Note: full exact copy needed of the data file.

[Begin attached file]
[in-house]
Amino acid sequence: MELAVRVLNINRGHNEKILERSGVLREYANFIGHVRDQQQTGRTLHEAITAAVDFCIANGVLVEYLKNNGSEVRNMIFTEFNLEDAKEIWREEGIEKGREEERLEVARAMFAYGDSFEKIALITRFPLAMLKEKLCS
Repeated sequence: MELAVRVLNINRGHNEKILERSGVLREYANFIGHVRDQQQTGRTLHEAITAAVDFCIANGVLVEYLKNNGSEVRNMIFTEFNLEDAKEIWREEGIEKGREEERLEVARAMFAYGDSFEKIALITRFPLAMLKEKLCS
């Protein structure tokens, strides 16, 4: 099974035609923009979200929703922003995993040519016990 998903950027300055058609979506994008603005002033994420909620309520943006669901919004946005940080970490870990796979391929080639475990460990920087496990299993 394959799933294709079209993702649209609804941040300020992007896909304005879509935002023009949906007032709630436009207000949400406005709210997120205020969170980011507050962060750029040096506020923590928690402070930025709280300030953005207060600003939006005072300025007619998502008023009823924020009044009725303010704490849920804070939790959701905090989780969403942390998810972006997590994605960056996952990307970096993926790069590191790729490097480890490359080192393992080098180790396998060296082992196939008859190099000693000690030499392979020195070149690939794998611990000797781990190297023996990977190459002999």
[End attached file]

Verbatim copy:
[in-house]
Amino acid sequence: MELAVRVLNINRGHNEKILERSGVLREYANFIGHVRDQQQTGRTLHEAITAAVDFCIANGVLVEYLKNNGSEVRNMIFTEFNLEDAKEIWREEGIEKGREEERLEVARAMFAYGDSFEKIALITRFPLAMLKEKLCS
Repeated sequence: MELAVRVLNINRGHNEKILERSGVLREYANFIGHVRDQQQTGRTLHEAITAAVDFCIANGVLVEYLKNNGSEVRNMIFTEFNLEDAKEIWREEGIEKGREEERLEVARAMFAYGDSFEKIALITRFPLAMLKEKLCS
């Protein structure tokens, strides 16, 4: 099974035609923009979200929703922003995993040519016990 998903950027300055058609979506994008603005002033994420909620309520943006669901919004946005940080970490870990796979391929080639475990460990920087496990299993 394959799933294709079209993702649209609804941040300020992007896909304005879509935002023009949906007032709630436009207000949400406005709210997120205020969170980011507050962060750029040096506020923590928690402070930025709280300030953005207060600003939006005072300025007619998502008023009823924020009044009725303010704490849920804070939790959701905090989780969403942390998810972006997590994605960056996952990307970096993926790069590191790729490097480890490359080192393992080098180790396998060296082992196939008859190099000693000690030499392979020195070149690939794998611990000797781990190297023996990977190459002999």